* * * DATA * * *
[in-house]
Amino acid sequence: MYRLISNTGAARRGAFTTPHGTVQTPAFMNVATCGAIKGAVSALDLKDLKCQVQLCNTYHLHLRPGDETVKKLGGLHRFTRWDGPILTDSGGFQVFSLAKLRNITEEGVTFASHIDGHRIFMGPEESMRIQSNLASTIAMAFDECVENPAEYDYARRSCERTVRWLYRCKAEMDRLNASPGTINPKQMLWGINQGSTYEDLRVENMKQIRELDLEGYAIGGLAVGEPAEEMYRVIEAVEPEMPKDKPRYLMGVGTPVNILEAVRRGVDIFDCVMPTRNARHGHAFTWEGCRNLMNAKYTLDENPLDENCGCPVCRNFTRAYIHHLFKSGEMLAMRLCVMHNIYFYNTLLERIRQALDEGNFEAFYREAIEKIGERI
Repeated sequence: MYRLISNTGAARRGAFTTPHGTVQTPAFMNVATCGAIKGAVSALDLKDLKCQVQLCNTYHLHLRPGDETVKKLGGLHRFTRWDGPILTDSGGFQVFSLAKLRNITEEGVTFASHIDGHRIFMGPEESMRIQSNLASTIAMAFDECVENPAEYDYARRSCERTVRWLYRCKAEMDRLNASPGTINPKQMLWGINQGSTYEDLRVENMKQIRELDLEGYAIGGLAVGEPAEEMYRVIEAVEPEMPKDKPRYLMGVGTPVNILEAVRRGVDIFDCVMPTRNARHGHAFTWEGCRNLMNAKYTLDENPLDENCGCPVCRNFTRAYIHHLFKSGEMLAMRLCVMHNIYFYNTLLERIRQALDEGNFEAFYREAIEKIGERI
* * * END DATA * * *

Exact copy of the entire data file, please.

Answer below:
[in-house]
Amino acid sequence: MYRLISNTGAARRGAFTTPHGTVQTPAFMNVATCGAIKGAVSALDLKDLKCQVQLCNTYHLHLRPGDETVKKLGGLHRFTRWDGPILTDSGGFQVFSLAKLRNITEEGVTFASHIDGHRIFMGPEESMRIQSNLASTIAMAFDECVENPAEYDYARRSCERTVRWLYRCKAEMDRLNASPGTINPKQMLWGINQGSTYEDLRVENMKQIRELDLEGYAIGGLAVGEPAEEMYRVIEAVEPEMPKDKPRYLMGVGTPVNILEAVRRGVDIFDCVMPTRNARHGHAFTWEGCRNLMNAKYTLDENPLDENCGCPVCRNFTRAYIHHLFKSGEMLAMRLCVMHNIYFYNTLLERIRQALDEGNFEAFYREAIEKIGERI
Repeated sequence: MYRLISNTGAARRGAFTTPHGTVQTPAFMNVATCGAIKGAVSALDLKDLKCQVQLCNTYHLHLRPGDETVKKLGGLHRFTRWDGPILTDSGGFQVFSLAKLRNITEEGVTFASHIDGHRIFMGPEESMRIQSNLASTIAMAFDECVENPAEYDYARRSCERTVRWLYRCKAEMDRLNASPGTINPKQMLWGINQGSTYEDLRVENMKQIRELDLEGYAIGGLAVGEPAEEMYRVIEAVEPEMPKDKPRYLMGVGTPVNILEAVRRGVDIFDCVMPTRNARHGHAFTWEGCRNLMNAKYTLDENPLDENCGCPVCRNFTRAYIHHLFKSGEMLAMRLCVMHNIYFYNTLLERIRQALDEGNFEAFYREAIEKIGERI